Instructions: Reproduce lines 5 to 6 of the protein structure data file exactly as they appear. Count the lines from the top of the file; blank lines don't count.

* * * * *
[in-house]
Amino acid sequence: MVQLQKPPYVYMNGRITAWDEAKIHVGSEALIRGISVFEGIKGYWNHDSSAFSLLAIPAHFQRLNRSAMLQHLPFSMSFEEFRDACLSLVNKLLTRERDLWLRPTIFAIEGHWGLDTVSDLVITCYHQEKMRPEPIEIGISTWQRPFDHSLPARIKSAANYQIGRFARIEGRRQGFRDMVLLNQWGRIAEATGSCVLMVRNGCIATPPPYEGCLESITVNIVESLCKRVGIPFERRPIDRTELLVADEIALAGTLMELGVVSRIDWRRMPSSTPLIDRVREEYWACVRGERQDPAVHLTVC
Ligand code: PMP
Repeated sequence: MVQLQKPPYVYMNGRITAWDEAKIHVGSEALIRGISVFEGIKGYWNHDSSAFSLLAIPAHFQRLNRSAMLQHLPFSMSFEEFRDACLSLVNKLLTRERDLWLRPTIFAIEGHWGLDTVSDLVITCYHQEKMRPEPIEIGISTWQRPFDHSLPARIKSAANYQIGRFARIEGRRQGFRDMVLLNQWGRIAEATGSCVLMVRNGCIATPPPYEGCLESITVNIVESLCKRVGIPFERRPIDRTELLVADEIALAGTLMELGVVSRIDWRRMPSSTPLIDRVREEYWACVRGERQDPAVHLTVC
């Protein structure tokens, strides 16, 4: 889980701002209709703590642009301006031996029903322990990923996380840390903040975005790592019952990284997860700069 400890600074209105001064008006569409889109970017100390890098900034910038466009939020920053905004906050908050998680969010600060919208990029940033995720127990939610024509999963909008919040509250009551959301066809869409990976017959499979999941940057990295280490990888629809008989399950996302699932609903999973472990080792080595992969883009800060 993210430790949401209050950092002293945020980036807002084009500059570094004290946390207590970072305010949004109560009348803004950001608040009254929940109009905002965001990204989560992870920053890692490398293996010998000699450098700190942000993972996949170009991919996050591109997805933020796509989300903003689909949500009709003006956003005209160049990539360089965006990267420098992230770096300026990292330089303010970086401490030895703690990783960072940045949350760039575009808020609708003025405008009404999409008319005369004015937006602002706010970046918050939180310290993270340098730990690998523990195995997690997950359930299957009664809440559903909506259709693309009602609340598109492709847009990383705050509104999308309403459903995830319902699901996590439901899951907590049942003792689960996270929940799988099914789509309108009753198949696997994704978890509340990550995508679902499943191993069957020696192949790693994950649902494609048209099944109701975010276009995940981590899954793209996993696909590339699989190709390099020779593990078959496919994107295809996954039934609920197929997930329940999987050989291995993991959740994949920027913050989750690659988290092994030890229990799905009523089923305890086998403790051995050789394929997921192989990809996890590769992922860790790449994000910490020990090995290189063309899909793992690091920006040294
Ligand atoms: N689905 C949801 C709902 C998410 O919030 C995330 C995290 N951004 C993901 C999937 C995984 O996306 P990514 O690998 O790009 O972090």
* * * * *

């Protein structure tokens, strides 16, 4: 889980701002209709703590642009301006031996029903322990990923996380840390903040975005790592019952990284997860700069 400890600074209105001064008006569409889109970017100390890098900034910038466009939020920053905004906050908050998680969010600060919208990029940033995720127990939610024509999963909008919040509250009551959301066809869409990976017959499979999941940057990295280490990888629809008989399950996302699932609903999973472990080792080595992969883009800060 993210430790949401209050950092002293945020980036807002084009500059570094004290946390207590970072305010949004109560009348803004950001608040009254929940109009905002965001990204989560992870920053890692490398293996010998000699450098700190942000993972996949170009991919996050591109997805933020796509989300903003689909949500009709003006956003005209160049990539360089965006990267420098992230770096300026990292330089303010970086401490030895703690990783960072940045949350760039575009808020609708003025405008009404999409008319005369004015937006602002706010970046918050939180310290993270340098730990690998523990195995997690997950359930299957009664809440559903909506259709693309009602609340598109492709847009990383705050509104999308309403459903995830319902699901996590439901899951907590049942003792689960996270929940799988099914789509309108009753198949696997994704978890509340990550995508679902499943191993069957020696192949790693994950649902494609048209099944109701975010276009995940981590899954793209996993696909590339699989190709390099020779593990078959496919994107295809996954039934609920197929997930329940999987050989291995993991959740994949920027913050989750690659988290092994030890229990799905009523089923305890086998403790051995050789394929997921192989990809996890590769992922860790790449994000910490020990090995290189063309899909793992690091920006040294
Ligand atoms: N689905 C949801 C709902 C998410 O919030 C995330 C995290 N951004 C993901 C999937 C995984 O996306 P990514 O690998 O790009 O972090």